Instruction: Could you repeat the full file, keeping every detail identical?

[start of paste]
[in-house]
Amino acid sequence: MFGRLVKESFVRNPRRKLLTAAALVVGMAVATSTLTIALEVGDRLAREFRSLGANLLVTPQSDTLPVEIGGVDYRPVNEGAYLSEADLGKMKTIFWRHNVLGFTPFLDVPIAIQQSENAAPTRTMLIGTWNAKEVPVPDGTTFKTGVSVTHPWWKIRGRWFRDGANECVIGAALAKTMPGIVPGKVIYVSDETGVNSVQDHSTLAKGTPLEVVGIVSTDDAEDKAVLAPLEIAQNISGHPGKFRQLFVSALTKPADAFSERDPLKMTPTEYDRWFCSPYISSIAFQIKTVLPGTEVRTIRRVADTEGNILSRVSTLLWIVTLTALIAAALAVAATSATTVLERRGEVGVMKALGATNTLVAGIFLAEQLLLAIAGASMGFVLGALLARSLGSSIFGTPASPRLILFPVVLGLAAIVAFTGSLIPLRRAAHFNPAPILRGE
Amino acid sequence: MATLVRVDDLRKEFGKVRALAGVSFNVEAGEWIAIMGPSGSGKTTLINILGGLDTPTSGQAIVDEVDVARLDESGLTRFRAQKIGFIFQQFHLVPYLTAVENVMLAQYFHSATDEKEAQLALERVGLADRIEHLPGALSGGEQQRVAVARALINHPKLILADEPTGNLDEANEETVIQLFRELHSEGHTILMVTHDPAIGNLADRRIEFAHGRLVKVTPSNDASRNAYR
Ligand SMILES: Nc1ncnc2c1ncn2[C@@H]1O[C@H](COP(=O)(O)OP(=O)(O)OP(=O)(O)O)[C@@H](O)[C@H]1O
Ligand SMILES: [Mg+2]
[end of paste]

[in-house]
Amino acid sequence: MFGRLVKESFVRNPRRKLLTAAALVVGMAVATSTLTIALEVGDRLAREFRSLGANLLVTPQSDTLPVEIGGVDYRPVNEGAYLSEADLGKMKTIFWRHNVLGFTPFLDVPIAIQQSENAAPTRTMLIGTWNAKEVPVPDGTTFKTGVSVTHPWWKIRGRWFRDGANECVIGAALAKTMPGIVPGKVIYVSDETGVNSVQDHSTLAKGTPLEVVGIVSTDDAEDKAVLAPLEIAQNISGHPGKFRQLFVSALTKPADAFSERDPLKMTPTEYDRWFCSPYISSIAFQIKTVLPGTEVRTIRRVADTEGNILSRVSTLLWIVTLTALIAAALAVAATSATTVLERRGEVGVMKALGATNTLVAGIFLAEQLLLAIAGASMGFVLGALLARSLGSSIFGTPASPRLILFPVVLGLAAIVAFTGSLIPLRRAAHFNPAPILRGE
Amino acid sequence: MATLVRVDDLRKEFGKVRALAGVSFNVEAGEWIAIMGPSGSGKTTLINILGGLDTPTSGQAIVDEVDVARLDESGLTRFRAQKIGFIFQQFHLVPYLTAVENVMLAQYFHSATDEKEAQLALERVGLADRIEHLPGALSGGEQQRVAVARALINHPKLILADEPTGNLDEANEETVIQLFRELHSEGHTILMVTHDPAIGNLADRRIEFAHGRLVKVTPSNDASRNAYR
Ligand SMILES: Nc1ncnc2c1ncn2[C@@H]1O[C@H](COP(=O)(O)OP(=O)(O)OP(=O)(O)O)[C@@H](O)[C@H]1O
Ligand SMILES: [Mg+2]